Thought for the day:
“Never put at risk, money you already have, for something you don’t need”
Willis Allen…. as told to me by Larry Osborne
If you will read no further:
The biggest risk most of your retired clients face is longevity. The longer they live the greater the risk.
Risks to their portfolio from the economy and an uncertain world, over which they have no control and health risks that can destroy their wealth. Have you done your very best to include strategies in their portfolio that provide guarantees that protect their lifestyle from these risks?
Thought for the week:
Having been a CFP for almost 40 years I totally embrace many common concepts of money management and asset growth. But I also have a great appreciation for (and knowledge of) the legitimate role of insurance products properly included in the portfolio. It saddens me to see folks who have built a respectable portfolio of assets under the rules of the last 30 years who are yet to understand the New Rules going forward. Their rules are different for several reasons.
- They are now in the last 20 (more or less) years of their lives which will require them to live off the assets they have built up,
- They will reduce their spending as they move through the “Go-Go years” in early retirement to the “Slow-Go years” as they continue to age.
- At some point, most will experience diminished capacity when many of them will need assistance with activities of daily living.
Advisors should understand the needs of their clients and recognize that older clients have an even greater need for more predictability and less uncertainty in the plans you provide them. For example, 2008 was serious; but younger clients have time to recover and can still be positive about the future. Clients in their 70s and 80s experienced much greater stress. In 2008 your 75 year old client was very nervous when she saw her portfolio take a serious hit. It has now recovered and we are ready to experience yet another “event” in the next year or two. She will be 81 or 82. Are you ready to start all over reassuring her that things will get better? What if she is taking out more money each month to pay for care, will that help her recover in a timely fashion? Will it make it more difficult to reassure her? She should be offered products and strategies to assure that she will have extra money to pay for eventual long-term care; and that there is basic monthly income that will be there every month as long as she lives, no matter what. The products and strategies we offer do just that, and should be included in a well balanced portfolio.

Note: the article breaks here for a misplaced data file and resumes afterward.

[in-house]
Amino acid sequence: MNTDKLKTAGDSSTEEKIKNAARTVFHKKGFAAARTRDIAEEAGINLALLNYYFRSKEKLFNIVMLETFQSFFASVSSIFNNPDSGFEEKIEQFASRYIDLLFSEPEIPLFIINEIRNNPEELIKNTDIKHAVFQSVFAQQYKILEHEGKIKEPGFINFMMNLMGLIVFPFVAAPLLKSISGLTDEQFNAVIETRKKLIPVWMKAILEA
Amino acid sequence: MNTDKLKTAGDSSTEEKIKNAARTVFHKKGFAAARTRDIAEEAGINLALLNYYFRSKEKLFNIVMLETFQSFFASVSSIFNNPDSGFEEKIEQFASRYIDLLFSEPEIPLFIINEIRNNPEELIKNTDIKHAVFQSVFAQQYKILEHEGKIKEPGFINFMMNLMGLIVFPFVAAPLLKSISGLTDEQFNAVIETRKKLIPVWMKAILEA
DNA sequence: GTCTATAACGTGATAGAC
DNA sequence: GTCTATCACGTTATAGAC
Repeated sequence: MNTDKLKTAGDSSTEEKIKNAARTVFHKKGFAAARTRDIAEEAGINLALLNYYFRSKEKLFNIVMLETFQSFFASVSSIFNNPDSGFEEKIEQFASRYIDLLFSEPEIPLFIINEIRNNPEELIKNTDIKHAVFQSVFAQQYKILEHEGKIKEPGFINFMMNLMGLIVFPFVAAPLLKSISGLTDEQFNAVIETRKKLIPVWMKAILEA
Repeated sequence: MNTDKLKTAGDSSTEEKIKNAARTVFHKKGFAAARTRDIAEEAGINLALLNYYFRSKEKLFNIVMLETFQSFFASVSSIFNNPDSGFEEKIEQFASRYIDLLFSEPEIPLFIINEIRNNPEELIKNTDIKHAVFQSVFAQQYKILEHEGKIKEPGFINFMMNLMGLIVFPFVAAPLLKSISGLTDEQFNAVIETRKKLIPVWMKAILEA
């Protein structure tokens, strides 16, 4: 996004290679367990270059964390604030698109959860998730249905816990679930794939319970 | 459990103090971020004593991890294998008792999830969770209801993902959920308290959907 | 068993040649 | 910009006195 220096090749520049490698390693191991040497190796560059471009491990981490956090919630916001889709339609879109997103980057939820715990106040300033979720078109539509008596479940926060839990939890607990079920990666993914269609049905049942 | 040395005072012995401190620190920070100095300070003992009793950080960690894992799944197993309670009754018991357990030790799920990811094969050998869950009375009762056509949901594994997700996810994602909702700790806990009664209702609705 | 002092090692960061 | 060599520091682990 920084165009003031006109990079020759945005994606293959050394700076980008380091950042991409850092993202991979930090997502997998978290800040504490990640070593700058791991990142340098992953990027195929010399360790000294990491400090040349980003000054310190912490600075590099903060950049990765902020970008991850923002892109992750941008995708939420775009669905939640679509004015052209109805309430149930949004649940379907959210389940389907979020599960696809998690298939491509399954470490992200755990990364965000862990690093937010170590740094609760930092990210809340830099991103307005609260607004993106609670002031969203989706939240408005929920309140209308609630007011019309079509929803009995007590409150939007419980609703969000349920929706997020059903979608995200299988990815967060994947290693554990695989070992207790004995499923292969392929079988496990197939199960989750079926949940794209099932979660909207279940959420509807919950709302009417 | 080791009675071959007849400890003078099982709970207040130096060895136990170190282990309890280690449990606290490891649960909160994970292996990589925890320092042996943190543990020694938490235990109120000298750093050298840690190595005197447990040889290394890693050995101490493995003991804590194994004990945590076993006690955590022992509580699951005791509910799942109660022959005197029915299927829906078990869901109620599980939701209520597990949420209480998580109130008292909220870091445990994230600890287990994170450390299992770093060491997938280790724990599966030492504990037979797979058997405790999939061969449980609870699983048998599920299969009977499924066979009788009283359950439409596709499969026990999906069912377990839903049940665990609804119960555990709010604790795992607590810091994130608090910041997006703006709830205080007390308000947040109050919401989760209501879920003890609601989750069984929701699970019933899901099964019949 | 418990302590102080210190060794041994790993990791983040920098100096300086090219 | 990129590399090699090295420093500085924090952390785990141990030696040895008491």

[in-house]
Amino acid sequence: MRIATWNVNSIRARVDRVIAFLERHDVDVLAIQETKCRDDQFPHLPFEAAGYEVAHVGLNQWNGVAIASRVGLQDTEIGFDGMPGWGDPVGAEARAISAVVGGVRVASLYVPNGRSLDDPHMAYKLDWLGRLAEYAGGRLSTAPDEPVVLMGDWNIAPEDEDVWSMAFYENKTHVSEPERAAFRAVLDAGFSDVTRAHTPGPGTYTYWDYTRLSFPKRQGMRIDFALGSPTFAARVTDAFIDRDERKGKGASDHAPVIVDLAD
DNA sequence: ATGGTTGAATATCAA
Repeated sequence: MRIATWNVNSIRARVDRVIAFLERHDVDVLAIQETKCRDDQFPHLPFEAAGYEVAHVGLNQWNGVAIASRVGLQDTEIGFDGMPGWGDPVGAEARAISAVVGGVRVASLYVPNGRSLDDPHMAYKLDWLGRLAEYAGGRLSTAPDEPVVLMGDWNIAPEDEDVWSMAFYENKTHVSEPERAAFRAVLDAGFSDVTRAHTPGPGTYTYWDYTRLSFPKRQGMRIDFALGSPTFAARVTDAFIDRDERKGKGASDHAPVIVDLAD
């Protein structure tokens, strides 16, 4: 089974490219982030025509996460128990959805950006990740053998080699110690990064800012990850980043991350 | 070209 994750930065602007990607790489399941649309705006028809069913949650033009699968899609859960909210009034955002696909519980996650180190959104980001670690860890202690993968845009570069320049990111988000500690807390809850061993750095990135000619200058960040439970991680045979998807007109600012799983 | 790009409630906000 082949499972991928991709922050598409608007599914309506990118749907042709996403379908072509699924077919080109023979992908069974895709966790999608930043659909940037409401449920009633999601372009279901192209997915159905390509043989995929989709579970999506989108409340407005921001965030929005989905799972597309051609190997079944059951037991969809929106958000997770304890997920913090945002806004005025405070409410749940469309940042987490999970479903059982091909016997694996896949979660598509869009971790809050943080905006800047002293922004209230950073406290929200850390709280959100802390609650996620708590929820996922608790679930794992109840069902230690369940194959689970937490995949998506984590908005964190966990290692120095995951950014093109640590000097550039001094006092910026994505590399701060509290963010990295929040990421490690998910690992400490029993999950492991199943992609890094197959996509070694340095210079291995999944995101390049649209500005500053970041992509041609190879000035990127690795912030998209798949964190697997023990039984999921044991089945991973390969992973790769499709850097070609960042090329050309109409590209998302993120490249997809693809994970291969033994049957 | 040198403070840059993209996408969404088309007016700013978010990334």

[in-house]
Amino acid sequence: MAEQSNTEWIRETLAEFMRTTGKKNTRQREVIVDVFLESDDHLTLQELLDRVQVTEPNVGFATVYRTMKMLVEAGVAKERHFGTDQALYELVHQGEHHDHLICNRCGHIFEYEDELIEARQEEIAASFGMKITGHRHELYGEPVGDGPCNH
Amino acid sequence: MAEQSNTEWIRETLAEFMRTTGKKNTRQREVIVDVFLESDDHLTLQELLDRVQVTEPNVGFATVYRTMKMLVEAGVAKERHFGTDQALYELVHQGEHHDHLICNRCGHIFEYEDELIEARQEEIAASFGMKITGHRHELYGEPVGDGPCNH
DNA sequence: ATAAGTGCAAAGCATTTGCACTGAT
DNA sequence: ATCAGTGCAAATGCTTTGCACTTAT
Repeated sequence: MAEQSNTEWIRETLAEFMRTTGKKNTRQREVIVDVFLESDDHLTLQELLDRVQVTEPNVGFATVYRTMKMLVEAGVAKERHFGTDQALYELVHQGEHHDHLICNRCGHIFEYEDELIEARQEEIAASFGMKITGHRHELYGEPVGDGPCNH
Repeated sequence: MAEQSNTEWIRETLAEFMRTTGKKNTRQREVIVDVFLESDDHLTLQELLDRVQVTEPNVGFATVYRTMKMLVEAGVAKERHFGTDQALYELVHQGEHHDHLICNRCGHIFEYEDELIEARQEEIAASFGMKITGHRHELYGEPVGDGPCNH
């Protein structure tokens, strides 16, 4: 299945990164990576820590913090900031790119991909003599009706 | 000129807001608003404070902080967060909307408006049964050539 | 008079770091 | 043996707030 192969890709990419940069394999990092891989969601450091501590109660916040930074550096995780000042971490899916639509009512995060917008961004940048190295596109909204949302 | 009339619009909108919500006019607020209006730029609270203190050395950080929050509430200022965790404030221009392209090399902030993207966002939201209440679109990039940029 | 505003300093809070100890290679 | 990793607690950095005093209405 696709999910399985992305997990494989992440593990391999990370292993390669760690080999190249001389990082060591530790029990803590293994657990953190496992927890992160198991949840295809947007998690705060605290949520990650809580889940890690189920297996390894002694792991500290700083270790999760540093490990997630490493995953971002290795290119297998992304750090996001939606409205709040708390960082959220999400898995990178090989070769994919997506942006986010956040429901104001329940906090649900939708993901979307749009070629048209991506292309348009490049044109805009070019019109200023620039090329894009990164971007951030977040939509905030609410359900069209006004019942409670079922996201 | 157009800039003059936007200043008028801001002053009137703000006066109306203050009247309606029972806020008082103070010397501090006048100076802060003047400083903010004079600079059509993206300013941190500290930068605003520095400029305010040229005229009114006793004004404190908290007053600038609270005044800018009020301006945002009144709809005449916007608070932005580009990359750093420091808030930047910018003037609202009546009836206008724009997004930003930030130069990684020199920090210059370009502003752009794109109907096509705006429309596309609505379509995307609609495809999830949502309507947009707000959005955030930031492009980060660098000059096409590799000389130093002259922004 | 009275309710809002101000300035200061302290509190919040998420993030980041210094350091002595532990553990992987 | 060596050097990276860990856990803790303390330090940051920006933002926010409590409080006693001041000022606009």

Something to think about:
The great bull market of the 70s-90s was substantially driven by the baby boomers. They earned and spent us into a period of growth and increased value of everything around us. But now they are retiring at the rate of 8,000 per day. They will be spending vs. investing but they will be spending much less than during the last 25 years when they were driving the economy. Now the GenXrs and Millennials will be much less well-off due to increased taxes, reduced income and reduced growth. How is that going to affect your ability to build wealth in a financial portfolio? What annual rates of return should your clients expect? Taxes will be going up. What impact will that have? Once average ROR reside in the 5-7% range, it becomes more difficult to outperform insurance products. It might be a good idea to get more accomplished at including them in your recommendations. We can help.
A client with 100k to “invest” safely could put it into an index annuity with Genworth and receive an interest rate each year equal to the increase in the S&P up to 5.75%. If he has $250k his max goes up to 5.95%.
Of course that cap will change every year, but if it goes down more than 50bps below the initial rate, the client can take his money out free of surrender charge which reduces annually to zero over 7 years. So if he can do better elsewhere he can move on without cost.